Stocks Fall on Rising Interest Rates and Oil Prices as well as a Rare Miss by Goldman Sachs
Merger Monday Drops to Tuesday After an Extended Holiday Weekend
Investors Are Forced to Re-Evaluate Valuations When Interest Rates Rise
JJ Kinahan, Chief Market Strategist, TD Ameritrade
(Tuesday Market Close) Rising interest rates and oil prices, with a few misses by big financial companies like Goldman Sachs (GS), appear to have been too much for investors who were selling stocks on Tuesday. The VIX (Cboe Market Volatility Index) rallied 18.76% to 22.79, reflecting a rise in investor uncertainty around the financial markets. The S&P 500 (SPX) fell 1.84% as investors sold stocks. However, investors were also selling bonds, driving the 10-year Treasury yield (TNX) up 5.25% to 1.865%. In contrast, the 10-year yield was closed at 1.343% on December 3, 2021, which was its most recent low.
An asset that investors appear to be buying is crude oil. Oil prices rose 2.74%, breaking above its November 2021 highs and creating a new seven-year high. Rising oil prices seemed to help energy stocks, which was the best-performing sector on a day when all other sectors finished in the red. Rising rates normally help financial stocks, but they were the worst-performing sector on the day thanks to earnings misses.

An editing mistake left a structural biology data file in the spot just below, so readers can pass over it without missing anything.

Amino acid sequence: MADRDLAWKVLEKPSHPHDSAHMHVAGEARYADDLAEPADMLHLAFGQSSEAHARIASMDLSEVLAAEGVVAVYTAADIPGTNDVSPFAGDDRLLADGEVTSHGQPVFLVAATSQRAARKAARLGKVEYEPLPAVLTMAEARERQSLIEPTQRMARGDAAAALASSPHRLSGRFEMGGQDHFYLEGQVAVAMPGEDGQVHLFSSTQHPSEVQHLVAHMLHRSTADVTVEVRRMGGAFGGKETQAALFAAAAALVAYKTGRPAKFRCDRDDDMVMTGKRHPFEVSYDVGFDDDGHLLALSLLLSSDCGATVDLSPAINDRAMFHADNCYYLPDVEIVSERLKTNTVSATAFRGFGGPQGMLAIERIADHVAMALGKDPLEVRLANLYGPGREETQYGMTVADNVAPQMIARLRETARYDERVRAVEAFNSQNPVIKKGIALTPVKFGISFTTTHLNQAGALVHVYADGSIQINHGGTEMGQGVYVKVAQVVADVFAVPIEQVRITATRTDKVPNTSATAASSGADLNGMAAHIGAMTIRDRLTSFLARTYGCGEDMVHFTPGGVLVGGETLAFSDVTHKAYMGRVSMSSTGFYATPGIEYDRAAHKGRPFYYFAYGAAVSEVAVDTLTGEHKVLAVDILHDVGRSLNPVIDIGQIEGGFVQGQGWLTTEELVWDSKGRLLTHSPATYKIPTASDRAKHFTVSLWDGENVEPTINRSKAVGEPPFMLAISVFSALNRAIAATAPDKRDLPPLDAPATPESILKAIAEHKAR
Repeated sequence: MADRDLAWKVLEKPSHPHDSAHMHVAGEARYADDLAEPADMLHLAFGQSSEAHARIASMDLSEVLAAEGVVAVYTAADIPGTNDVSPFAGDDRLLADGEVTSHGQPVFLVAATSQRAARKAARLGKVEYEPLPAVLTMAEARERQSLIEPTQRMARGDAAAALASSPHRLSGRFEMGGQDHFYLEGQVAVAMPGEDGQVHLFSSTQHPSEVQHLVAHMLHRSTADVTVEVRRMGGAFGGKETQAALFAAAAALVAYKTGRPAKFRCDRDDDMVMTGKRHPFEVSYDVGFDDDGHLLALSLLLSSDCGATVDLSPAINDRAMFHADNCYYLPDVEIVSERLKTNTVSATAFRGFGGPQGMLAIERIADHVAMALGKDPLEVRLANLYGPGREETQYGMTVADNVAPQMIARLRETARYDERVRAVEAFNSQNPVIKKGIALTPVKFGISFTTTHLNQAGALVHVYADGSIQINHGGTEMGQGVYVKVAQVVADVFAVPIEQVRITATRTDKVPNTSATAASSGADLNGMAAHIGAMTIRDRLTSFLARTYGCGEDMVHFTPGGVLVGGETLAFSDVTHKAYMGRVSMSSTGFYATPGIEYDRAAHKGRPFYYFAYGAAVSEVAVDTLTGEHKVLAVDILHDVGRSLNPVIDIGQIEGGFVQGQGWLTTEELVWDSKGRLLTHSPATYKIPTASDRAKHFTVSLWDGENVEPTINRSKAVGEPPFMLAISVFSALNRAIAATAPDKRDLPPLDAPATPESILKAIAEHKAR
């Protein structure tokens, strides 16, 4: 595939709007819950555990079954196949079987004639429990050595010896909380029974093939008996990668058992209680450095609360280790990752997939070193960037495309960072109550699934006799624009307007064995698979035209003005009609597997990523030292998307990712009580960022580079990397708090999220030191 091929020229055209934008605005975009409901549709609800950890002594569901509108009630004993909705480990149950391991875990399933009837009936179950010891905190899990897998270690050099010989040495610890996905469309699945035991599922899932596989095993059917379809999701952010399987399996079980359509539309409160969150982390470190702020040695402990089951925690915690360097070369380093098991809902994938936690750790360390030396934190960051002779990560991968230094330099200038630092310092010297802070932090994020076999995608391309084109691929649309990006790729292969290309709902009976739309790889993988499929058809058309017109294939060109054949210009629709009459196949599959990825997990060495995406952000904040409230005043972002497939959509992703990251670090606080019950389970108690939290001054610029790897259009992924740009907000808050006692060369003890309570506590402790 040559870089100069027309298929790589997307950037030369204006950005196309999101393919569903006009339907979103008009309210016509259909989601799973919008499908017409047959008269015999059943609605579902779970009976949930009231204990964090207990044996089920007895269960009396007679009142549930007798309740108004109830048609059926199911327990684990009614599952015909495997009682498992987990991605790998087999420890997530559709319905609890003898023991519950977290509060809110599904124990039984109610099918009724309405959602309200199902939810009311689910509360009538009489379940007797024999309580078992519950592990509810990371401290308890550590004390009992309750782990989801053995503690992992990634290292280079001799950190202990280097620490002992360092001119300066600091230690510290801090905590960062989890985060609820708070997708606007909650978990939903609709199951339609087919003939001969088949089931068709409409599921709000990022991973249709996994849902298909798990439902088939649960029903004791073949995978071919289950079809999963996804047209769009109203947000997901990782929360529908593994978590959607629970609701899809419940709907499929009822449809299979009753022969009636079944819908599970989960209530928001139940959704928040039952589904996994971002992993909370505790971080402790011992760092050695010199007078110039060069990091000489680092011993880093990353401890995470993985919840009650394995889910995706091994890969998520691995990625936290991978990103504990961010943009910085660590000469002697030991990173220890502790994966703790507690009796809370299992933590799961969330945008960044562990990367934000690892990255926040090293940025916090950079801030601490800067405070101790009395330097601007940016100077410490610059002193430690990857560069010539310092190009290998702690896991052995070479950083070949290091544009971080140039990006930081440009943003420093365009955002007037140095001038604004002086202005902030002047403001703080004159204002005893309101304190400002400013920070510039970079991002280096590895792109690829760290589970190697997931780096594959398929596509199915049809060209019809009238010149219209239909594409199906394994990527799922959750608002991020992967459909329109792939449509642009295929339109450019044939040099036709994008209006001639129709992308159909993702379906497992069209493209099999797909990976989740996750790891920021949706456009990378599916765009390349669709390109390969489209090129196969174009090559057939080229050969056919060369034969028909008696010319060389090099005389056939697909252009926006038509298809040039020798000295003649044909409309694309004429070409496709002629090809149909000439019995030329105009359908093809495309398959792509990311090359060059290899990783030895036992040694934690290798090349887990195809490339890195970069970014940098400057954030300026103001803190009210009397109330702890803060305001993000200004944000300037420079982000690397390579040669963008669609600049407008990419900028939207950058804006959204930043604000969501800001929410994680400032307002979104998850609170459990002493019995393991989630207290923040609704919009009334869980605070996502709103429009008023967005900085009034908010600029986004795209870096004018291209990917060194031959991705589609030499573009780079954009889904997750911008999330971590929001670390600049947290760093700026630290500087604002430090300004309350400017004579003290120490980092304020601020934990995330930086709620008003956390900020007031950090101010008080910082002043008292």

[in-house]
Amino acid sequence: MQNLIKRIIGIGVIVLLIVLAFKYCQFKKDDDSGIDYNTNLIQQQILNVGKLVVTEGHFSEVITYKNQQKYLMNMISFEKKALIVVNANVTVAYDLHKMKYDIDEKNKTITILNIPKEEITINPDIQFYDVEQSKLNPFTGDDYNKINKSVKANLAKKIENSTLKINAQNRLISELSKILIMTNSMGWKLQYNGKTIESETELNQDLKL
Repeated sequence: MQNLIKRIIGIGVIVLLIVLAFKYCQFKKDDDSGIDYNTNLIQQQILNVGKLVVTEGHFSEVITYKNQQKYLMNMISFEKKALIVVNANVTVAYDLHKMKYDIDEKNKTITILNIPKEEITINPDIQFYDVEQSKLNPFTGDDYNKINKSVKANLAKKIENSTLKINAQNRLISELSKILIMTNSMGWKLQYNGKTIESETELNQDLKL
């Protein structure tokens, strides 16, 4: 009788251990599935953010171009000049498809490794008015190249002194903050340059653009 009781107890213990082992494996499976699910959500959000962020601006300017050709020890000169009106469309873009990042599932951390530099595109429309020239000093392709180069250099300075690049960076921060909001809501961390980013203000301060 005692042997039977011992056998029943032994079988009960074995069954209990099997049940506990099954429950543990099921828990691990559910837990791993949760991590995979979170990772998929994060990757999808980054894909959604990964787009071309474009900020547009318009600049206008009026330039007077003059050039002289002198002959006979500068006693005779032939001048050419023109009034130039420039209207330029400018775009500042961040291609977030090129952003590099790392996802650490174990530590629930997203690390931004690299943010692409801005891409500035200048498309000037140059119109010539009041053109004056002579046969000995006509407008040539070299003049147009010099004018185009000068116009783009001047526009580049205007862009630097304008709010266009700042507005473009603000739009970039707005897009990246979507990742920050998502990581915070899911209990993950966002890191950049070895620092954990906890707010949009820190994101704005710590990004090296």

The 2-year Treasury yield also rose above the 1% mark. Some investors may see this as a sign that the Fed is going to have raise rates more than Chairman Jerome Powell had originally targeted. After the December Fed meeting, Chair Powell said that the Fed was targeting 0.90% by the end of 2022. The 2-year yield tends to be the most correlated with the Fed’s moves, which is why investors are now looking at the potential that the Fed may have to raise rates higher and sooner. The CME FedWatch Tool is currently discounting a 91.6% chance that the Fed will raise the overnight rate by a quarter of point in March.